Get Email Updates



View Table of Contents

MEDIA AND NATION BUILDING

How the Iban became Malaysian

John Postill

248 pages, 28 illus., bibliog, index

ISBN  978-1-84545-132-5 $99.00/£60.00 Hb Published (May 2006)

ISBN  978-1-84545-135-6 $27.95/£15.00 Pb Published (October 2008)

eISBN 978-0-85745-687-8 $27.95/£15.00 eBook Published


Hb Pb eBook $27.95
 

…the book is ambitious, original, provocative, and engrossing. It promises to provide researchers and students in anthropology, media studies, and beyond with much that is good to argue with, in the domain of media theory and identity politics.  ·  JRAI

“This book offers an open challenge to the relations between the media and nation-building, based on Postill’s fieldwork in Iban society, and I believe that his setting of key questions is unerring and precise… Postill is astute in successfully uncovering an untouched point in Iban studies, as well as media studies.”   ·  Asian Journal of Social Science

"Postill's book will provide a stimulating read to anyone interested in the broad field of nationalism studies — a breakthrough attempt to bring nation building back on the agenda of media and communication research, and a valuable contribution to the field of media anthropology. Further comparative work in this area will hopefully give rise to a revised theory of nation building, one that acknowledges and theorizes the diversity of nation building processes, and the associated diversity of modernization projects, around the world."   ·  H-Nation

"... very well written, lively, incisive and clear. Students will learn a lot about anthropology and media from this book... it should be recommended or essential reading for students."   ·  Andrew Beatty, Brunel University

"The book excellently traces the development of both print and electronic media, which are central in making the Iban Malaysian ... [It] contributes much to our understanding of the complex process of change that has occurred among the Ibans."   ·  Asian Anthropology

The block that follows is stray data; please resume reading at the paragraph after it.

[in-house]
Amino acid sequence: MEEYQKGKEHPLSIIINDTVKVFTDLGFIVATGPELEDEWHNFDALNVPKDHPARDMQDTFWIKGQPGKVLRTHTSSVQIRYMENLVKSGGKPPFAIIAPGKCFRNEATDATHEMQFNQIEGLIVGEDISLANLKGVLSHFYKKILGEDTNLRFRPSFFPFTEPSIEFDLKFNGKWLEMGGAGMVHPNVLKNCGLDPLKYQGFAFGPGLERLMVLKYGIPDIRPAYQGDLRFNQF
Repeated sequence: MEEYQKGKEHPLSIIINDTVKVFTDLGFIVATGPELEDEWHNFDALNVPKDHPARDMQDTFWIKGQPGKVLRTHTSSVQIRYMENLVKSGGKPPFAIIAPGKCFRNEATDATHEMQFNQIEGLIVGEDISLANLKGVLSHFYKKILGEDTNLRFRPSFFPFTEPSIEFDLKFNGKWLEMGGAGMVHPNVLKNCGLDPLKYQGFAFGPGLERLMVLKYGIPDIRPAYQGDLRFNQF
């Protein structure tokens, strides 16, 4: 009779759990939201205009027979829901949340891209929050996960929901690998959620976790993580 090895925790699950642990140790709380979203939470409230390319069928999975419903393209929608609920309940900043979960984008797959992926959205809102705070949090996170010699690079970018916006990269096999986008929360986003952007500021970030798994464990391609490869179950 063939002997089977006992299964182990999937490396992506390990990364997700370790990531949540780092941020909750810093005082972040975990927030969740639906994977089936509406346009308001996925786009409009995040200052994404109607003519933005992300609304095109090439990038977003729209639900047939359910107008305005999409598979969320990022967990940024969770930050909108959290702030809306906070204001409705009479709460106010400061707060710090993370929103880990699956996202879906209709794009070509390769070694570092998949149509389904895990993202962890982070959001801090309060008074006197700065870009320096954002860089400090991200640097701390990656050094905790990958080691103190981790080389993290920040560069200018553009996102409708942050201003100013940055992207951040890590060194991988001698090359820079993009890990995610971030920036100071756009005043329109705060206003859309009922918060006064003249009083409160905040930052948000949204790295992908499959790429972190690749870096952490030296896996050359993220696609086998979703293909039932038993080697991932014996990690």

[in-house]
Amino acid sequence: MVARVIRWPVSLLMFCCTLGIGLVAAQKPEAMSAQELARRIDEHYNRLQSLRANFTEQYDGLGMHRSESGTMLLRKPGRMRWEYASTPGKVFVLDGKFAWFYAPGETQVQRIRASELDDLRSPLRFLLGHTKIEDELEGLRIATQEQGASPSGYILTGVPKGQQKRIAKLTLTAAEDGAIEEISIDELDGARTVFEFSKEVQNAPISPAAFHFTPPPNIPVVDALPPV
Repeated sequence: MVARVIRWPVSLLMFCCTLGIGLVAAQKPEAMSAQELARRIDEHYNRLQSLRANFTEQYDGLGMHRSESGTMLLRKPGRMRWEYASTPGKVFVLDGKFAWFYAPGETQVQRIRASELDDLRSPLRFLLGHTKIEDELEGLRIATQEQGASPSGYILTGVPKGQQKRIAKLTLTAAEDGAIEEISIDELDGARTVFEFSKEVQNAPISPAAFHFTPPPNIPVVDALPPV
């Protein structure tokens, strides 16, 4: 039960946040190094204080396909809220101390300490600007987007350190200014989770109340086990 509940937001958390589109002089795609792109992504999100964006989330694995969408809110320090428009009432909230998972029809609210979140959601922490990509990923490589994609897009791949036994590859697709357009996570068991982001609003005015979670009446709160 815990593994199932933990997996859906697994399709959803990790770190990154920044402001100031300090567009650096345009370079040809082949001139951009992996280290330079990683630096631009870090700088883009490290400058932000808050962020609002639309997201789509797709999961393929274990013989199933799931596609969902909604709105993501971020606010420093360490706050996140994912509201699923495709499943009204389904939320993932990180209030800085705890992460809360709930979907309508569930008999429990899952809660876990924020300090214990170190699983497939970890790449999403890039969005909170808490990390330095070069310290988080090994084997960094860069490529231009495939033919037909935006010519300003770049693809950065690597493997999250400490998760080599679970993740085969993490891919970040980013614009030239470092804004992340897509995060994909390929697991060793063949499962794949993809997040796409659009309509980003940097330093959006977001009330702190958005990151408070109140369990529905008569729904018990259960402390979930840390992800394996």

With the end of the Cold War and the proliferation of civil wars and "regime changes," the question of nation building has acquired great practical and theoretical urgency. From Eastern Europe to East Timor, Afghanistan and recently Iraq, the United States and its allies have often been accused of shirking their nation-building responsibilities as their attention — and that of the media -- turned to yet another regional crisis. While much has been written about the growing influence of television and the Internet on modern warfare, little is known about the relationship between media and nation building. This book explores, for the first time, this relationship by means of a paradigmatic case of successful nation building: Malaysia. Based on extended fieldwork and historical research, the author follows the diffusion, adoption, and social uses of media among the Iban of Sarawak, in Malaysian Borneo and demonstrates the wide-ranging process of nation building that has accompanied the Iban adoption of radio, clocks, print media, and television. In less than four decades, Iban longhouses ('villages under one roof') have become media organizations shaped by the official ideology of Malaysia, a country hastily formed in 1963 by conjoining four disparate territories.

John Postill is a Research Fellow at the University of Bremen. He is currently studying e-government and ethnicity in Malaysia. Trained as an anthropologist at University College London, he has published a range of articles on the anthropology of media, with special reference to Malaysian Borneo.

Series: Volume 1, Asia-Pacific Studies: Past and Present


LC: P95.82.M4 P67 2008

BL: YC.2006.a.18317

BISAC: SOC052000 SOCIAL SCIENCE/Media Studies; SOC002010 SOCIAL SCIENCE/Anthropology/Cultural; POL000000 POLITICAL SCIENCE/General

BIC: JFD Media studies; JHM Anthropology



Contents

List of Figures
List of Tables and Appendixes
Acknowledgements

Chapter 1. Introduction: Media Anthropology in a World of States
Chapter 2. What Became of the Iban?
Chapter 3. Propagating the State, Phase I
Chapter 4. Propagating the State, Phase II
Chapter 5. Sustainable Propaganda
Chapter 6. Writing Media
Chapter 7. Media Exchanges
Chapter 8. Clock Time
Chapter 9. Calendar Time
Chapter 10. Conclusion

References
Index

Back to Top